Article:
Q: We live in a very desirable neighborhood filled with1960s ranch homes. Many of our neighbors are doing major renovations or are even tearing down their homes and rebuilding much larger, fancier houses.
We are not in the financial position to do either right now, but are concerned about making even minor cosmetic investments in our home. We feel anyone that might want to purchase in the next couple of years would be looking more at the land than the actual house.
I am a home decorating fanatic so this is very difficult for me since I want to repaint, replace hardware, and make a house look better.
Should we sell this house now (we do like the neighborhood a lot) and move to a neighborhood that is not as transitional? Or should we just do what we want to the house and not worry about wasting our money?
A: Here’s the question I have for you: Are you a decorator or a fixer-upper?
When you buy a home as a fixer-upper, you’re specifically looking to get a great deal on a neighborhood you might not otherwise have been able to afford. Once you’ve renovated, added on to, and fixed-up the home, you may want to stay in that home for the rest of your life. Or, you may want to eventually flip the property, and pocket the profits before moving onto the next property.
You’re in a tough situation because your neighborhood’s housing stock is being torn down, house by house, to make way for the next generation of homes. As you have correctly surmised, if your house is destined to be torn down because the land value has outstripped the value of the home (no matter what you do to it), then any cash you spend on the home will be wasted.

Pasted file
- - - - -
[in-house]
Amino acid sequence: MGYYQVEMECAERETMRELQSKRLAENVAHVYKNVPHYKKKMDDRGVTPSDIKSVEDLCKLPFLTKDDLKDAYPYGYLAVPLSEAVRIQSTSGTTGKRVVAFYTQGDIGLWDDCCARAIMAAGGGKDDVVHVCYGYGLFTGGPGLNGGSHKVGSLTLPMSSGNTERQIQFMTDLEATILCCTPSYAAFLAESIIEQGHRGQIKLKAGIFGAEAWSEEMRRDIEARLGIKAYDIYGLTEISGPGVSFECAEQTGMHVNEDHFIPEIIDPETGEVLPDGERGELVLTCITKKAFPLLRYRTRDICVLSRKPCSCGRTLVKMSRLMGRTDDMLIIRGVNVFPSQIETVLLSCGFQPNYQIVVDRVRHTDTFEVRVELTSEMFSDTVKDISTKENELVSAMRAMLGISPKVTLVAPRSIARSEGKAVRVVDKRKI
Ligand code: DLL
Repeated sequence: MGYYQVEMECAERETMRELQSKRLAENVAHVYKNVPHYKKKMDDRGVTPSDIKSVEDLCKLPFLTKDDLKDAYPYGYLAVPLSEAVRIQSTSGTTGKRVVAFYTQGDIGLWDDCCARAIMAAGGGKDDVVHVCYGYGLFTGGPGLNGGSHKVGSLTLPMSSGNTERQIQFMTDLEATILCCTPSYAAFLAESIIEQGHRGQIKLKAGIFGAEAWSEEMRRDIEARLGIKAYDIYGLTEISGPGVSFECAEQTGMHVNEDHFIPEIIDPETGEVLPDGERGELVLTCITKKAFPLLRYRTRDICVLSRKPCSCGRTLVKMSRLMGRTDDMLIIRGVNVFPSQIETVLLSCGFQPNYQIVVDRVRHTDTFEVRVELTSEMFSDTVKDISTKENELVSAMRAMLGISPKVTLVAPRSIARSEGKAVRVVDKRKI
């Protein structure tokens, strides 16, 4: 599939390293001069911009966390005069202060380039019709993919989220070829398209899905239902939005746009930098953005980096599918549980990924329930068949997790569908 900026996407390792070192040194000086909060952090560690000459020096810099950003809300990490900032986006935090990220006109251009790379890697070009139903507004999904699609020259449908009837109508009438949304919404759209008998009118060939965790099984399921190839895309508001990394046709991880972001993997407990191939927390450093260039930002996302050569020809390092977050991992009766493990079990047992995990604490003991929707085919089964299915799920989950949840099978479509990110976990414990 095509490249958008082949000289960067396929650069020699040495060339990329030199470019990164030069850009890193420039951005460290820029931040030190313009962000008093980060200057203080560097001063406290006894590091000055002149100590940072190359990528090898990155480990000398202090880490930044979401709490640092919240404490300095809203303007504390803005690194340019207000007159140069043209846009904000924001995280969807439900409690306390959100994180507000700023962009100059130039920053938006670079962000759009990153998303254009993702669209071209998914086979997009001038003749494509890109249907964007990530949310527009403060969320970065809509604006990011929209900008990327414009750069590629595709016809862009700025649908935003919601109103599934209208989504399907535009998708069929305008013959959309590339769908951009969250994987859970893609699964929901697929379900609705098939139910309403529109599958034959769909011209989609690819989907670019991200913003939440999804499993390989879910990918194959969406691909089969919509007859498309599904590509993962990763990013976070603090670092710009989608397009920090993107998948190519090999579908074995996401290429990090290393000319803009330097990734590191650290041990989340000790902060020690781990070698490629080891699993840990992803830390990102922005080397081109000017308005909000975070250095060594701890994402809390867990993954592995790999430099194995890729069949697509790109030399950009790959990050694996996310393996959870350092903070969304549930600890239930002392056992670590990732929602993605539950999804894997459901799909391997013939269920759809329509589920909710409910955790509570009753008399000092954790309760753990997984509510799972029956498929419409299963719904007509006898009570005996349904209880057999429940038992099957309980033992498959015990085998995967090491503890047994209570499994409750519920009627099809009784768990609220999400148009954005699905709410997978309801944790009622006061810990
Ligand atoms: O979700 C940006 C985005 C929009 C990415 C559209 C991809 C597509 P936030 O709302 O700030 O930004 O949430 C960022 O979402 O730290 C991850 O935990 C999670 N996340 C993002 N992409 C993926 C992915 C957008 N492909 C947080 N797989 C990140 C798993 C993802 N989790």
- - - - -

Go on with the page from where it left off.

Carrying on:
That doesn’t mean you can’t decorate to your heart’s content. It’s just that whatever you spend most likely won’t be reflected in the sales price of the home. If your heart will be broken knowing that someone will tear down what you’ve created, then you should sell your home now and find something else that will improve in value because of what you’ve done — rather than because of the size and location.
By the way, your house could still be a great investment. In some neighborhoods, land values have tripled in the past ten years. But if someone is going to purchase your property for its highest and best use that might mean you will be the last person to live in your home.